Tuesday afternoons 5:30 p.m. to 7:00 p.m. beginning September 19. Registration is wait listed. If you have questions, call 533-6555. Instructor: Lin Taylor

Girls_Who_Code_April_2017
April 25, 2017. Instructor, Julie Lobur

Road Sign Quiz


Recommended by Our Children’s Librarian

empress of the world
pointe
american born chinese
jessica-s- guide to dating on the dark side
a northern light
the rag and bone shop
monster
code name-verity
staying fat for sarah byrnes
eleanor and park
Nimona
glory o-brien-s history of the future
the family romanov
shiver
weetzie bat
feed
unwind
i capture the castle
miss pereguine's home for peculiar children
forgive me, leonard peacock
a great and terrible beauty
stargirl
howl-s-moving castle
paper towns
the perks of being a wallflower
13 reasons why
We have put together a list of titles we think you will enjoy. Click to reserve your copy, or find a print version of the list in the Young Adult section of the library and find the book in the stacks.

Teen Tech Week

The theme this year is “Libraries are for Creating.”

Teen Tech Week, 2018  is March 4 to 10, 2018. Would you like to be a  teen tech volunteer? Download a JUNIOR VOLUNTEER APPLICATION  form to be a Teen Tech Assistant to patrons with computer questions, and help with library tech stuff. Do you have ideas on tech recycling?  Do you know how to be safe online and about identity theft prevention? Would you like to make posters,  or organize a bookmark contest that highlights the library’s digital resources? 

26 Easy Tips for Teens

  1. Download an ebook or audiobook from OverDrive or Hoopla.
  2. Research and download a new app for your smartphone or tablet, or download a mobile app for your phone to scan your library card barcode so you never forget your library card at home again.
  3. Start a TwitterTumblr, or Flickr account as a way to find and share content about a topic of interest to you.
  4. Write a blog post – about a library book or program you enjoyed, a hobby you enjoy, or something else that interests you!
  5. Try out a book-focused site like GoodReadsLibraryThing or Shelfari.
  6. Create a soundtrack or book trailer for your favorite book.
  7. Create a YouTube or Animoto video about your library or a favorite book.
  8. Ask your librarian or library staff to recommend a nonfiction book on an area of technology that interests you or a technology-related fiction book.
  9. Add something to an article on Wikipedia.
  10. Set up a podcast for a group or club you belong to. (Click the link to check out YALSA’s podcasts!)
  11. Many young adult authors welcome email from their readers, and many have their own websites, blogs, and Twitter/Facebook accounts. Why not send them a message in honor of Teen Tech Week?
  12. Check out some DVDs, or CDs from your library.
  13. Write and share instructions for a skill you already know how to do on https://www.instructables.com/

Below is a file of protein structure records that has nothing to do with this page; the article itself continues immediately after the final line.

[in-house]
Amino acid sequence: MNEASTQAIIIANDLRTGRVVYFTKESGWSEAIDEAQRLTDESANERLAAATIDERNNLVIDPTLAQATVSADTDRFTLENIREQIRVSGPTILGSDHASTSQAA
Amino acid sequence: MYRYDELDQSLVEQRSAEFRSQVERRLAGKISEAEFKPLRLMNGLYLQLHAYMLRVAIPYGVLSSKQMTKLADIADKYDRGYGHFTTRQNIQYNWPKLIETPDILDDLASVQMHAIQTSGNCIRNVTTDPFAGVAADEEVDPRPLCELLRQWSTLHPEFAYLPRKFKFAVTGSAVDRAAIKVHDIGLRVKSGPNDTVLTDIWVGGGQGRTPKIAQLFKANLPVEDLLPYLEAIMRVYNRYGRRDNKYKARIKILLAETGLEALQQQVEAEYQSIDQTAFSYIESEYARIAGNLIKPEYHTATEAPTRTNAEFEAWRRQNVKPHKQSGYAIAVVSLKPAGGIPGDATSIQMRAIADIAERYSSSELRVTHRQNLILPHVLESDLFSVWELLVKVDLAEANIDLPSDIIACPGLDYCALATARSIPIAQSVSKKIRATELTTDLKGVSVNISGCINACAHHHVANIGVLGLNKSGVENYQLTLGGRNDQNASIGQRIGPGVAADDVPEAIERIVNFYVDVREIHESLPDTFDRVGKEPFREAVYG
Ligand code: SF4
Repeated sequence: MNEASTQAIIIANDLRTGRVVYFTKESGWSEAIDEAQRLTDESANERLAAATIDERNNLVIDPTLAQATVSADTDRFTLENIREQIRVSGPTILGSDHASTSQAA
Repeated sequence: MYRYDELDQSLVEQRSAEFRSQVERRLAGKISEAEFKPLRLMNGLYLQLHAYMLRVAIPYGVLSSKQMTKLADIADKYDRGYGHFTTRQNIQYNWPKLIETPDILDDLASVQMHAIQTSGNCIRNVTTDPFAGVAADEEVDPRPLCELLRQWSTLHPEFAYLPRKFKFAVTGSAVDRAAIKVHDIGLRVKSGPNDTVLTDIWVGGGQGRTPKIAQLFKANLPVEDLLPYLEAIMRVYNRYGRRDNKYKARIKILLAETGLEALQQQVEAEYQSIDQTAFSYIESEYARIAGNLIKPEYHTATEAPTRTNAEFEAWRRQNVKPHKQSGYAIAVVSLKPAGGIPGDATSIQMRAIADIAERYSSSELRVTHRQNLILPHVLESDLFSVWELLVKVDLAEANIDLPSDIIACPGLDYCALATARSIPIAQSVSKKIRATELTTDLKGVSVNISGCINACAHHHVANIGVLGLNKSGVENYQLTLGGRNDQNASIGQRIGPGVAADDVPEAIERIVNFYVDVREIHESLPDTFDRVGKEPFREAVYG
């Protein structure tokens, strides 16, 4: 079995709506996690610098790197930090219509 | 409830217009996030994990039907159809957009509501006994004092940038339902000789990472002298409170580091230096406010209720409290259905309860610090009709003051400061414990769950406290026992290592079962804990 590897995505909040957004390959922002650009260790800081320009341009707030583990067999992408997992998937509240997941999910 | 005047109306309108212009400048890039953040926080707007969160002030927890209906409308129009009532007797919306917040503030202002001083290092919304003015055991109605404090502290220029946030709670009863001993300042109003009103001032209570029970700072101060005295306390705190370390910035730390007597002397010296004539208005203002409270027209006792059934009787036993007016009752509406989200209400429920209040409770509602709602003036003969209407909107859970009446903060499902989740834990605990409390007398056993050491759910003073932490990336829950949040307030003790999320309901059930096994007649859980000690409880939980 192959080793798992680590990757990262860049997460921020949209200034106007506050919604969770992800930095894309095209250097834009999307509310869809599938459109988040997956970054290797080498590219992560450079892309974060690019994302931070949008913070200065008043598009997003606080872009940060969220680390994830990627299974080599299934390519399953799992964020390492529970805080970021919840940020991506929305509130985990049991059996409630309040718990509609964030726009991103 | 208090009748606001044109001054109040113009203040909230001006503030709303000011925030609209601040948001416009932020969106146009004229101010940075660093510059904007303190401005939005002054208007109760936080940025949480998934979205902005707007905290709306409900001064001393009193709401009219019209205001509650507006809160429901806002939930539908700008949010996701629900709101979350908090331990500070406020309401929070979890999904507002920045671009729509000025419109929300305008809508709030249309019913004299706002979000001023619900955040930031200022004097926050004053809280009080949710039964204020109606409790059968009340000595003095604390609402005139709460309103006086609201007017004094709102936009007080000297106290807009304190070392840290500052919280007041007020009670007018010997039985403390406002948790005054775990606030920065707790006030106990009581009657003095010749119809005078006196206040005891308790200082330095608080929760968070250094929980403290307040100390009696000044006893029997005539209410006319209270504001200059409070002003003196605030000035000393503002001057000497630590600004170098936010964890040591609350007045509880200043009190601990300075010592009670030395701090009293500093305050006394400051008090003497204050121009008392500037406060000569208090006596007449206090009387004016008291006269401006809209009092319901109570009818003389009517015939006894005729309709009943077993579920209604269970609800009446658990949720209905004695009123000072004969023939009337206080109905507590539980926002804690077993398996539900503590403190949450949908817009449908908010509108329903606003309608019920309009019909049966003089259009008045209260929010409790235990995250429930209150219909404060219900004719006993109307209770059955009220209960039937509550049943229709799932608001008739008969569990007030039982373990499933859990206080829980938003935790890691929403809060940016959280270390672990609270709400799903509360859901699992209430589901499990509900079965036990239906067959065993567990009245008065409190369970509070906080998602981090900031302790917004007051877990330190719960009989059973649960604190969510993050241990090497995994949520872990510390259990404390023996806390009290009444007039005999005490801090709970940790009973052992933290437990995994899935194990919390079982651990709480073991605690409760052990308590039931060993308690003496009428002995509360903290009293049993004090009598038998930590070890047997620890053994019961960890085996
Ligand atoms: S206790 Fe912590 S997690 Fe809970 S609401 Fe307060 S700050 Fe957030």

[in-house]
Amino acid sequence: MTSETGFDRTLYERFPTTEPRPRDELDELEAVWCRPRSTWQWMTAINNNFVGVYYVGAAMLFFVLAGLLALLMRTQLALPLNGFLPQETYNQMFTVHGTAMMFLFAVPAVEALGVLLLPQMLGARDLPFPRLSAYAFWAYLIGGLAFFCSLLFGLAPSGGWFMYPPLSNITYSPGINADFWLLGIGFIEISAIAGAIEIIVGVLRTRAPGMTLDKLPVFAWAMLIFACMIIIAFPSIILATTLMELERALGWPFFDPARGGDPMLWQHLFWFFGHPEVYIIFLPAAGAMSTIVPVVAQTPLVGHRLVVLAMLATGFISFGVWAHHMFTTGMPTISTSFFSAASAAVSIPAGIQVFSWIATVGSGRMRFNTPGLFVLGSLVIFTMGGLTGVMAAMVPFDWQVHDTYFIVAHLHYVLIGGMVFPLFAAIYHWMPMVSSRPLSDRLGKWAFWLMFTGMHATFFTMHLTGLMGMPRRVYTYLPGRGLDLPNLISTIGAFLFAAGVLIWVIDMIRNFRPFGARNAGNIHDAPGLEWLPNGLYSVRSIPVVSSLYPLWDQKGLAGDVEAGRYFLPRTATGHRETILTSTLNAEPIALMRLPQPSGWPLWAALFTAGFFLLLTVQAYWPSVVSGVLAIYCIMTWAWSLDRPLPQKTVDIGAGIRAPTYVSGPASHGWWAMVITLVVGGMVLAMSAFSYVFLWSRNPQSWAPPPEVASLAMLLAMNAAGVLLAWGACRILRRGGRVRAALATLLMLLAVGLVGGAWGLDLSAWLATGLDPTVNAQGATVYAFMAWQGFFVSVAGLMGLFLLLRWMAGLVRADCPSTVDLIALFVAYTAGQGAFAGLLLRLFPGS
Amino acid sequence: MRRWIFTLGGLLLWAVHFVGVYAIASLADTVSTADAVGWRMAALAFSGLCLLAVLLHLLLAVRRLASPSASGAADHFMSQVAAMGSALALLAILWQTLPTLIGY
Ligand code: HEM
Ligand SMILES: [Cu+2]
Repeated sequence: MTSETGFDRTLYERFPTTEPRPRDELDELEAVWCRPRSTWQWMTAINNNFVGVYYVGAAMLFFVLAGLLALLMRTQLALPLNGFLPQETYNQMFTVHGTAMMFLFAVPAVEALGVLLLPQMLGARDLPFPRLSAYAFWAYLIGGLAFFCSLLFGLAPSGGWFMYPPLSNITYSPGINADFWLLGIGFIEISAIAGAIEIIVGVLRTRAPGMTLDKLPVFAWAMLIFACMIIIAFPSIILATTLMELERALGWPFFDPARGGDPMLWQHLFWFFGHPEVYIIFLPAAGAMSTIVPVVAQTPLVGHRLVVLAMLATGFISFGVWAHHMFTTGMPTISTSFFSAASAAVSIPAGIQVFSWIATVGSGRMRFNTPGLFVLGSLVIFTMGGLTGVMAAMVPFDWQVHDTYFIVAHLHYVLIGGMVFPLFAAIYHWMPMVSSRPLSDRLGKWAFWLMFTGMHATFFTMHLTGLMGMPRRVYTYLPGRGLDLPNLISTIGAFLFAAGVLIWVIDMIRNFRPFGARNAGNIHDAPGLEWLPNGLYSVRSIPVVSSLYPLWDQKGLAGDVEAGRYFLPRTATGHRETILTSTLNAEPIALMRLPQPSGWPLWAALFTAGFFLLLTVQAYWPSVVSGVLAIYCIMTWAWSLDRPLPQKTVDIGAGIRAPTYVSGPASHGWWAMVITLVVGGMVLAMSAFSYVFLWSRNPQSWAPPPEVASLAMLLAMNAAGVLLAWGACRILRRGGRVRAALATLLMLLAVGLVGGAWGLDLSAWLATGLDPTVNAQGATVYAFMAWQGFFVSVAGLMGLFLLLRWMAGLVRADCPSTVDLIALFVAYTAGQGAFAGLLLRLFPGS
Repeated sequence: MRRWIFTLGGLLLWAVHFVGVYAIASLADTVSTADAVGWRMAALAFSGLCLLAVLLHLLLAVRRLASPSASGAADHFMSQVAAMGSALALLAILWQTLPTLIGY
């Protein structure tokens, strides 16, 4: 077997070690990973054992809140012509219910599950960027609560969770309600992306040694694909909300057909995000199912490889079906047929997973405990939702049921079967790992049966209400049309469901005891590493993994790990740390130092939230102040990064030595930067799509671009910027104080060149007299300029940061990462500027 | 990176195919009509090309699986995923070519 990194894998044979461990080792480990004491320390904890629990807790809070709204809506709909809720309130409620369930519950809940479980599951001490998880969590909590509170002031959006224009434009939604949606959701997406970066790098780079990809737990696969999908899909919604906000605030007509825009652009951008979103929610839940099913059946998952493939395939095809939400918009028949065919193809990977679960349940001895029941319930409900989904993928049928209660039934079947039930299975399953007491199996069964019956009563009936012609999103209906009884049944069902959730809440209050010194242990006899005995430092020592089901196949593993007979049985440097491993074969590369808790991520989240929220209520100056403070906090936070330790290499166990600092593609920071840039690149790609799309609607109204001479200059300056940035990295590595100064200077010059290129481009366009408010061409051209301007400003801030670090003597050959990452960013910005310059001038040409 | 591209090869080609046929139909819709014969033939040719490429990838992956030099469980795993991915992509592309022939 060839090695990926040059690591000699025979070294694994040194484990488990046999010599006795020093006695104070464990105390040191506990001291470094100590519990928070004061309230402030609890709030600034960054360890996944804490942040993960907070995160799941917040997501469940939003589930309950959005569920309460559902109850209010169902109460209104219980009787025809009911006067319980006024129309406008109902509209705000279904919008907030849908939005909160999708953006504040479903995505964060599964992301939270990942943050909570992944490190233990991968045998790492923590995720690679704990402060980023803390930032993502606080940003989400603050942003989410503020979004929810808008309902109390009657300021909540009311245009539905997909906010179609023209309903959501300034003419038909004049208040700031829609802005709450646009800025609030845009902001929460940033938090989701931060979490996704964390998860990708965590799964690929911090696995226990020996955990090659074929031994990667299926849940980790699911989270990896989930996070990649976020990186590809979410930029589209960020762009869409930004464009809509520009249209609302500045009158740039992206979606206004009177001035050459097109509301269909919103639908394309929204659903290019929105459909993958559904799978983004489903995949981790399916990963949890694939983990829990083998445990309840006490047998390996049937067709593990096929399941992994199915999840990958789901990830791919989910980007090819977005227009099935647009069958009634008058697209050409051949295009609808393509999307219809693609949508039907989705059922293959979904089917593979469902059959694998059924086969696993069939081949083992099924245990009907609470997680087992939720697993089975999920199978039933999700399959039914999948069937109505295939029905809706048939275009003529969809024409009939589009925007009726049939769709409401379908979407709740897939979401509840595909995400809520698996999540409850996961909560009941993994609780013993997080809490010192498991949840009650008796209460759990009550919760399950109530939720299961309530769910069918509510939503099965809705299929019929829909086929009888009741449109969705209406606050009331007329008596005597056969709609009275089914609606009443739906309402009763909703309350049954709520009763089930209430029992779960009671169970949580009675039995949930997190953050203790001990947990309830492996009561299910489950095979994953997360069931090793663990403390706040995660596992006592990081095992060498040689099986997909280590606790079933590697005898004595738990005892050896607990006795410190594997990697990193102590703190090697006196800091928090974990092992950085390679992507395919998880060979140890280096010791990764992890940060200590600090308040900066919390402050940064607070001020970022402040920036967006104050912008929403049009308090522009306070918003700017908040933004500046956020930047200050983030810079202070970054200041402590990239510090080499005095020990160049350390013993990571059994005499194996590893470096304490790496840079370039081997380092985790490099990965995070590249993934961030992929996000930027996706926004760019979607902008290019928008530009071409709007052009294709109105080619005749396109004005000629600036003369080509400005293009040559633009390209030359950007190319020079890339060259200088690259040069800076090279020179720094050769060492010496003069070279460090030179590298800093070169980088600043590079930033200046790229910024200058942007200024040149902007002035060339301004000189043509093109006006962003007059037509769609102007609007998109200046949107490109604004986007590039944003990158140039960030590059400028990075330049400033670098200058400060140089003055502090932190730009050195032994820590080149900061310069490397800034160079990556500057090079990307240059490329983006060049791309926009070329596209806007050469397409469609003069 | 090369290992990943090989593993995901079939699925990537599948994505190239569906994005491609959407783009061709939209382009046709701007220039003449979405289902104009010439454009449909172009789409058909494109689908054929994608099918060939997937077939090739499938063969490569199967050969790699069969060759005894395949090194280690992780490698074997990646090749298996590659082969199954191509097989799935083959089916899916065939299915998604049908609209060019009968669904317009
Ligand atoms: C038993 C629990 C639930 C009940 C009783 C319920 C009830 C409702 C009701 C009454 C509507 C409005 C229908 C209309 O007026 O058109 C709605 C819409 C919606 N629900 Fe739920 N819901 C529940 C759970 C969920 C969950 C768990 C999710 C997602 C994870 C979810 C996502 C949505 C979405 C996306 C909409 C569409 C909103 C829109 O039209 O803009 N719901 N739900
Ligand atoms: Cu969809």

14. While you’re at it, find an instructable for a craft or maker project you could do using materials available at the Hershey Public Library, and try it!
  15. Start a tech-related club at the Hershey Public Library.
  16. Read and contribute to a blog about technology.
  17. Sketch a plan for a piece of technology that would make your life easier or better in some way – it may even be something that you could try to build!
  18. Learn the basics of coding using a free website. Try https://www.codecademy.com/!
  19. Research and write a persuasive proposal to the Children’s librarian for a piece of technology, game, movie, technology-related book, ebook, or other tech-related item you think the library should have but does not yet have.
  20. Volunteer to tutor library patrons who are new to using computers.
  21. Learn how to DJ music or record music with a computer.
  22. Search in a database for an article about your favorite musician.
  23. Learn how to use some new software, and even create your own mobile app to submit for the Congressional App Challenge.
  24. Take a class on graphic design or digital photography.
  25. Create a database of something you want to organize.
  26. Download a newspaper article from the day you were born from an electronic database. (Power Library.)

Continue reading Teen Tech Week

LGBTQ

Sexual_orientation_LGBT

Young adults or a parent/guardian looking for advice and information, take a look at what is available in the online catalog and links to Internet sites you might find helpful.

Nonfiction titles in the catalog – click the image to select. Some titles are digital media in OverDrive. Titles in the print collection and Reference eBooks on Gay Rights.

lgbt1      lgbt2      lgbt3      lgbt4 

lgbt5      lgbt6      lgbt7      lgbt8 

Websites to browse for information

10 Tips for Parents of a Gay, Lesbian,  Bisexual or Transgender Child

Parents, Families and Friends of Lesbians and Gays (PFLAG)

Gay, Lesbian, and Bisexual Teens: Facts for Teens and Their Parents

Transgender/Inclusion Advocacy & Information